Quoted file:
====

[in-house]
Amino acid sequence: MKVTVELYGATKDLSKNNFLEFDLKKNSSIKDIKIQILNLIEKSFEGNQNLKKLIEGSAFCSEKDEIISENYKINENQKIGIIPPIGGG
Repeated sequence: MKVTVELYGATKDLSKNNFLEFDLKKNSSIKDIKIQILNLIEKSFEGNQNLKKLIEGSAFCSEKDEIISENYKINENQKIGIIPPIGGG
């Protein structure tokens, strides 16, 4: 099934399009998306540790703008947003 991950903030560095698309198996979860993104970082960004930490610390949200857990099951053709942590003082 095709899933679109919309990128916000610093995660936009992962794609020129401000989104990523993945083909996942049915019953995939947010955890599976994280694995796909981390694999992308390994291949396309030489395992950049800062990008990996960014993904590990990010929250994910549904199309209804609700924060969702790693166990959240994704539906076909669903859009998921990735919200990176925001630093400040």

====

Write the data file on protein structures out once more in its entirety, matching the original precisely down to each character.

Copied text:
[in-house]
Amino acid sequence: MKVTVELYGATKDLSKNNFLEFDLKKNSSIKDIKIQILNLIEKSFEGNQNLKKLIEGSAFCSEKDEIISENYKINENQKIGIIPPIGGG
Repeated sequence: MKVTVELYGATKDLSKNNFLEFDLKKNSSIKDIKIQILNLIEKSFEGNQNLKKLIEGSAFCSEKDEIISENYKINENQKIGIIPPIGGG
């Protein structure tokens, strides 16, 4: 099934399009998306540790703008947003 991950903030560095698309198996979860993104970082960004930490610390949200857990099951053709942590003082 095709899933679109919309990128916000610093995660936009992962794609020129401000989104990523993945083909996942049915019953995939947010955890599976994280694995796909981390694999992308390994291949396309030489395992950049800062990008990996960014993904590990990010929250994910549904199309209804609700924060969702790693166990959240994704539906076909669903859009998921990735919200990176925001630093400040």